Renee Zellweger has revealed that the third Bridget Jones movie Bridget Jones's Baby borrowed ideas from One Born Every Minute, and that the show set on a maternity ward helped her get some "insight" into the process.
Chatting to James Corden on The Late Late Show, the 47-year-old joked with the host about the show, saying: "I met with a midwife and had lots of conversations about the progression of a lady's pregnancy and I watched a show – it's British – called One Born Every Minute.
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Renee opened up about how she prepared for the role
"Isn't it great? It's crazy. It chronicles a woman's pregnancy up to the birth and they show these women giving birth – young women and then the geriatric pregnancy. They show some things. You get some insight. We poached a little bit from each of those ladies, so ladies thank you."
She then spoke about her experience with toddlers after revealing her most high pressure job was working as a life guard with under two-year-olds. She said: "The most high pressure was what I was a life guard at the kinder care. You know what they are fast. The under two range they are quick. Everything becomes a weapon. That's a crazy responsibility. Not interested."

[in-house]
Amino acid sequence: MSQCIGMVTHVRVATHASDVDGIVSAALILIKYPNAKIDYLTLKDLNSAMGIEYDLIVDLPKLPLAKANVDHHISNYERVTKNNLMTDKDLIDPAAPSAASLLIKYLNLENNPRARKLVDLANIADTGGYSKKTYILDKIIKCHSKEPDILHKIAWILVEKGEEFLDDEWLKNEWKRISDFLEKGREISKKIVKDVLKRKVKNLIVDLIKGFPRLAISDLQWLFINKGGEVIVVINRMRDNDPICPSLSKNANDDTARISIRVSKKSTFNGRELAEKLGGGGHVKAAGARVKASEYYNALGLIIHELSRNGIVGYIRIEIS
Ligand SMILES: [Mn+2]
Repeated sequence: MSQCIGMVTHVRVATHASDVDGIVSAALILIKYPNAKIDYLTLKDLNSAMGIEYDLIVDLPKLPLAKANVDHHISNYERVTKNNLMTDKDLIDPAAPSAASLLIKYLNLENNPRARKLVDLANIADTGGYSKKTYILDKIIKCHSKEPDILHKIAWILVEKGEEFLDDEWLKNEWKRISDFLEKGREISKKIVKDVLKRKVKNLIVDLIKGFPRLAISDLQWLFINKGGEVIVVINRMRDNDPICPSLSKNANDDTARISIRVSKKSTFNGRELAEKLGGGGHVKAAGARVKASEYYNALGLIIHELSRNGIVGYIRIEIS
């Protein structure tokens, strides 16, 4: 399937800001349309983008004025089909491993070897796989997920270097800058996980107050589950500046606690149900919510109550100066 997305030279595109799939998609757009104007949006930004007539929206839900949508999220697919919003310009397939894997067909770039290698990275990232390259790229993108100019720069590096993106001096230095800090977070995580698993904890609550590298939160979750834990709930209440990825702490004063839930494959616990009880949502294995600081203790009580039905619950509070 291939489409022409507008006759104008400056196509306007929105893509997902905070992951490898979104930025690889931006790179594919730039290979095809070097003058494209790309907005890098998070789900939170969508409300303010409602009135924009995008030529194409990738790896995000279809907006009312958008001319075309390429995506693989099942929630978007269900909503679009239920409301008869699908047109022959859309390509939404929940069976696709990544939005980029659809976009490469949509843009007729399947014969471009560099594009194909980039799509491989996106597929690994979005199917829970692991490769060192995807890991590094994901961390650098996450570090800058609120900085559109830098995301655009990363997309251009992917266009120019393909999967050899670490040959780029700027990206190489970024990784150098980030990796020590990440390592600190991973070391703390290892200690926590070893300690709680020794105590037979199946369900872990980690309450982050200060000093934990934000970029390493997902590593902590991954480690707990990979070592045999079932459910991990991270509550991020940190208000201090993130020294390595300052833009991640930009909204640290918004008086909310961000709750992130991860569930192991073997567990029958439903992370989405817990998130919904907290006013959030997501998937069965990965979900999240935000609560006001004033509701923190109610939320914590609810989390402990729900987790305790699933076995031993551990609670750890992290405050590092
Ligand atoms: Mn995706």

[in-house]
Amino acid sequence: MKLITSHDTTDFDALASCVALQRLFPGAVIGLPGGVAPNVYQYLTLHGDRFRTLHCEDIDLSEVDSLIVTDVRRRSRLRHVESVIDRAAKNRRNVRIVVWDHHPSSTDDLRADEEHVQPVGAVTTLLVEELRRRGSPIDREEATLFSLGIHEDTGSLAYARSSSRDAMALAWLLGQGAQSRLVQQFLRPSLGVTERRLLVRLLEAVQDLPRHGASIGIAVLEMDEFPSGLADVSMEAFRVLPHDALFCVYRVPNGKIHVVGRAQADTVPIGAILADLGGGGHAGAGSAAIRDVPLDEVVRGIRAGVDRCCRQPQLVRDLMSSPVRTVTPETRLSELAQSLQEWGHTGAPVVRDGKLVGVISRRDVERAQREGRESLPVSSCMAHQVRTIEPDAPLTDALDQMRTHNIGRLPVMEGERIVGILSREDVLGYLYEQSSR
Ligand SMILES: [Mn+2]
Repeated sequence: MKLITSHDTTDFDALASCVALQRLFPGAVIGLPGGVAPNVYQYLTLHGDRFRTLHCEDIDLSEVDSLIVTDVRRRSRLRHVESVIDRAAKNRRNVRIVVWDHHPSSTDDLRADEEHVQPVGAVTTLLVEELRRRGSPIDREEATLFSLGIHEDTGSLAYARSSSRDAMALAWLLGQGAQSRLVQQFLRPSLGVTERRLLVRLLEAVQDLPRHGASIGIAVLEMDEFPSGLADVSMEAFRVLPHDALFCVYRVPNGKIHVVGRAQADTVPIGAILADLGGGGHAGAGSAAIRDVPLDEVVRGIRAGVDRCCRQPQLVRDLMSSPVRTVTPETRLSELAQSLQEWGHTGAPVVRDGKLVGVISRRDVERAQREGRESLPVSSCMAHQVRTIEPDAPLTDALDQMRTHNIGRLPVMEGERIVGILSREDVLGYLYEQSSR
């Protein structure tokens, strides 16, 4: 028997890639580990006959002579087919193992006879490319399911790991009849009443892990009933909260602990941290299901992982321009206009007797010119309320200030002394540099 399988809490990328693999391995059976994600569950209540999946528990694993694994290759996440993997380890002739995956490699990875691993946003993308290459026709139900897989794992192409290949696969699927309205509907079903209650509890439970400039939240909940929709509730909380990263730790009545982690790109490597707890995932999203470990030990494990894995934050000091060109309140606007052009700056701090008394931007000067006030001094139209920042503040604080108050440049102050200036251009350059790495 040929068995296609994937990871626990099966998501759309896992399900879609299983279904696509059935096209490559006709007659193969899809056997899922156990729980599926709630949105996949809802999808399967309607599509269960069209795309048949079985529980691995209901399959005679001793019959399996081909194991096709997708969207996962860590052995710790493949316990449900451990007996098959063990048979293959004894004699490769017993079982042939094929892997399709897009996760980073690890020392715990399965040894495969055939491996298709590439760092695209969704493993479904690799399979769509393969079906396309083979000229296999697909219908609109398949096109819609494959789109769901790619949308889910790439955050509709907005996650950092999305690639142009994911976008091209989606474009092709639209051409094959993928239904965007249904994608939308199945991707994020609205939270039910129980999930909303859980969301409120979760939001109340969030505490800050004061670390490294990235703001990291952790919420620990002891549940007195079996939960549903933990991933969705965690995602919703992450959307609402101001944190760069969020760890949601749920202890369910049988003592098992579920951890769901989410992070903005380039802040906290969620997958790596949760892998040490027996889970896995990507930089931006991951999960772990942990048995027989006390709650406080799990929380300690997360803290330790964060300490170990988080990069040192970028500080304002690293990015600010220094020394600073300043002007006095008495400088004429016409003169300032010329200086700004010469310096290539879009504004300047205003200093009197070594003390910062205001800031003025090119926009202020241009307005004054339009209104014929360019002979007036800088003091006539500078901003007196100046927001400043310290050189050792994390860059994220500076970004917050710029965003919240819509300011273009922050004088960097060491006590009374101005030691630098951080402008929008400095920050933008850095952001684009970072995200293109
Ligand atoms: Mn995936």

The star previously opened up about having children of her own after she was asked if she was "craving" having a baby, telling Extra magazine: "I've never really thought like that about anything in my life, really. I've always been kind of open to whatever. Maybe curious to see what's next. I've never been deliberate about what would make me happy in my life."
The star will reprise her role as Bridget for the third time
The Cold Mountain actress has also revealed why she took a prolonged break from film roles, explaining that she wanted to "grow as a person." Speaking at a press conference, she said: "I was curious about other things. I had made a lot of promises to myself that I would do this and that. The cycle of making films is continuous – there's no time to explore other things.
"I wanted to learn something new and grow as a person and see if I had aptitude for these things that interest me. And if not now, it would be, 'Oh in two more years, or three years, then ten years', and then just, ultimately, you just don't do them. And I didn't want that to happen."